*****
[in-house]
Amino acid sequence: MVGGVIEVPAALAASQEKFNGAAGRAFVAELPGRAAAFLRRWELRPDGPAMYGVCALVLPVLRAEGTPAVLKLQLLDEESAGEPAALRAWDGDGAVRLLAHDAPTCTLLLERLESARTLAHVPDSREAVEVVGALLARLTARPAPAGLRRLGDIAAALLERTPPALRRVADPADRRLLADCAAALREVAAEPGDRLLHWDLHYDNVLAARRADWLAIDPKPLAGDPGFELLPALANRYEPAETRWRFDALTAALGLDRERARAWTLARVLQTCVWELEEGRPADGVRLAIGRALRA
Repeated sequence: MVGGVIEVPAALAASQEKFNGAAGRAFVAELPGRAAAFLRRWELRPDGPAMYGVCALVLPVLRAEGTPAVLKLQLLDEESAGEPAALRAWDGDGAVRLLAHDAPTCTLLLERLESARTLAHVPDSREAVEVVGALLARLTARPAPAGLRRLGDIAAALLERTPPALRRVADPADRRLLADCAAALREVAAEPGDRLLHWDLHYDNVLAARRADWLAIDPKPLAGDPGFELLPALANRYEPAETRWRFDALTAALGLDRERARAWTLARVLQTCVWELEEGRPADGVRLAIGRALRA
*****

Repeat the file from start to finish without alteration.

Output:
[in-house]
Amino acid sequence: MVGGVIEVPAALAASQEKFNGAAGRAFVAELPGRAAAFLRRWELRPDGPAMYGVCALVLPVLRAEGTPAVLKLQLLDEESAGEPAALRAWDGDGAVRLLAHDAPTCTLLLERLESARTLAHVPDSREAVEVVGALLARLTARPAPAGLRRLGDIAAALLERTPPALRRVADPADRRLLADCAAALREVAAEPGDRLLHWDLHYDNVLAARRADWLAIDPKPLAGDPGFELLPALANRYEPAETRWRFDALTAALGLDRERARAWTLARVLQTCVWELEEGRPADGVRLAIGRALRA
Repeated sequence: MVGGVIEVPAALAASQEKFNGAAGRAFVAELPGRAAAFLRRWELRPDGPAMYGVCALVLPVLRAEGTPAVLKLQLLDEESAGEPAALRAWDGDGAVRLLAHDAPTCTLLLERLESARTLAHVPDSREAVEVVGALLARLTARPAPAGLRRLGDIAAALLERTPPALRRVADPADRRLLADCAAALREVAAEPGDRLLHWDLHYDNVLAARRADWLAIDPKPLAGDPGFELLPALANRYEPAETRWRFDALTAALGLDRERARAWTLARVLQTCVWELEEGRPADGVRLAIGRALRA